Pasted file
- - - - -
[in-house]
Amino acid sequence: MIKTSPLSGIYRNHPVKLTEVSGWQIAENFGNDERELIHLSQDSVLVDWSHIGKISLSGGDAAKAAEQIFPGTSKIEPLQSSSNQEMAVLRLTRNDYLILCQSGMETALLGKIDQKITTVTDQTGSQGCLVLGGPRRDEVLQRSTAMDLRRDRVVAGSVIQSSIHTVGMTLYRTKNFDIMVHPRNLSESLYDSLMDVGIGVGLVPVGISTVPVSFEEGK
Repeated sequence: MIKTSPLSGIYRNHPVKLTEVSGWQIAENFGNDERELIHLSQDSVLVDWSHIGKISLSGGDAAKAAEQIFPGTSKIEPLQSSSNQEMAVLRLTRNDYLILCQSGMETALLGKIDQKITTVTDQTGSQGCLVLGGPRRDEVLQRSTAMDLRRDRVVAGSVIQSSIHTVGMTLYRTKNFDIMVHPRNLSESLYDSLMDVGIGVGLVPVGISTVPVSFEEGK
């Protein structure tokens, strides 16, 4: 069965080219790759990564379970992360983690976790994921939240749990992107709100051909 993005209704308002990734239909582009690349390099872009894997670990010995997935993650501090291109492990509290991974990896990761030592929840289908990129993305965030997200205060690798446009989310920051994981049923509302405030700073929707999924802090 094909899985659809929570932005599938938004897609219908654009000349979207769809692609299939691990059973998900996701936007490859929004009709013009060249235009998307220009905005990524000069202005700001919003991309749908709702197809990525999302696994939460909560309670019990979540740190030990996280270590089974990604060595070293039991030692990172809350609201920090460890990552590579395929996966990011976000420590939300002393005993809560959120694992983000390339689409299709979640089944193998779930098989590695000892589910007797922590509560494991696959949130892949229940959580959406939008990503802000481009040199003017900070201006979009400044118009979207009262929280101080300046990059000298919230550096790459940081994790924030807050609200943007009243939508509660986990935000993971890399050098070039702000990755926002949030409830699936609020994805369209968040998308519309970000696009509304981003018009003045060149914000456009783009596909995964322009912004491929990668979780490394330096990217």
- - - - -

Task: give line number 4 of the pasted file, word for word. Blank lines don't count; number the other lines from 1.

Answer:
């Protein structure tokens, strides 16, 4: 069965080219790759990564379970992360983690976790994921939240749990992107709100051909 993005209704308002990734239909582009690349390099872009894997670990010995997935993650501090291109492990509290991974990896990761030592929840289908990129993305965030997200205060690798446009989310920051994981049923509302405030700073929707999924802090 094909899985659809929570932005599938938004897609219908654009000349979207769809692609299939691990059973998900996701936007490859929004009709013009060249235009998307220009905005990524000069202005700001919003991309749908709702197809990525999302696994939460909560309670019990979540740190030990996280270590089974990604060595070293039991030692990172809350609201920090460890990552590579395929996966990011976000420590939300002393005993809560959120694992983000390339689409299709979640089944193998779930098989590695000892589910007797922590509560494991696959949130892949229940959580959406939008990503802000481009040199003017900070201006979009400044118009979207009262929280101080300046990059000298919230550096790459940081994790924030807050609200943007009243939508509660986990935000993971890399050098070039702000990755926002949030409830699936609020994805369209968040998308519309970000696009509304981003018009003045060149914000456009783009596909995964322009912004491929990668979780490394330096990217």